This Walmart worker went from temp to store manager. Here’s why that’s so tough.

A few days ago, the National Retail Federation posted a video on its Web site sketching out the career of Claudine McKenzie, a manager of a Walmart in Sunrise, Fla. It's an inspirational tale: The daughter of poor Caribbean immigrants started out as a temporary worker when she was 20 years old and three months pregnant. Over the next 17 years, she had two kids, put herself through college and a master's degree program, and worked her way up to a six-figure salary. After McKenzie went on television to advertise that her store was hiring temp workers for the holidays, the NRF reached out to see if she'd want to tell her life story on her employer's behalf.

The video is only 2½ minutes long, which leaves out a lot. Contacted by phone, McKenzie filled in the gaps, by way of explaining why all Walmart associates can advance themselves too.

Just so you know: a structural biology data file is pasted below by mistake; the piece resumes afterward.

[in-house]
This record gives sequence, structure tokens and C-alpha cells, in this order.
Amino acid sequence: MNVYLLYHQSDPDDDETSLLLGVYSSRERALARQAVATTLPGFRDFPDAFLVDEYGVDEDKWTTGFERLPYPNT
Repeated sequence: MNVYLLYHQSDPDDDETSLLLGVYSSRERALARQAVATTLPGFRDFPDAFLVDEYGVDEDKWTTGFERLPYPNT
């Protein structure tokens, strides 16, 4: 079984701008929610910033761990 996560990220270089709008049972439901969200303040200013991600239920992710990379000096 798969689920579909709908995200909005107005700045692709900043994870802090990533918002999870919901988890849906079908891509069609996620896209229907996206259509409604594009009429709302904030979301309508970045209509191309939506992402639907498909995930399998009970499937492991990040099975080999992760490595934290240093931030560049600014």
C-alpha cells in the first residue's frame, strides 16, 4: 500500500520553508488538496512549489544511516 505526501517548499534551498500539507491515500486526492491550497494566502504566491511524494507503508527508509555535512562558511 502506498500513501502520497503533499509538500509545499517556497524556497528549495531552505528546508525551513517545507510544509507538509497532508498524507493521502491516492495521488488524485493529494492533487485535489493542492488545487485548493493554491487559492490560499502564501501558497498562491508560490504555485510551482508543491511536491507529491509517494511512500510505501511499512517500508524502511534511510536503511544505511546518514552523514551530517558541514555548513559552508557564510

"People need to know the other side of the story, with all the negative things in the news," she said in an interview. "We don't publicize the good things. People see the bad things, and they don't apply. When we don't publicize these things, we're actually taking away some of these opportunities. They won't apply, and start out, and be the next store manager, and be the next me."

It may be true that anyone with McKenzie's gumption and drive can get ahead -- and even that many Walmart associates do the same. But there are also structural reasons why most Americans don't. Let's walk through her story and see how representative it is of the country at large (the quotes are a mix of the video transcript and an interview).

"I started Walmart 17 years ago as a sales clerk in Miramar, Florida. I was 3 months pregnant with my son. I had no idea what I would do for a source of income. At the time I was enrolled in school, needed to get a job and care for my son. I moved on to department manager in boys, infants, and girls. When I went out to have my son, Walmart provided insurance and short-term disability. It was amazing, the support that I had from the company."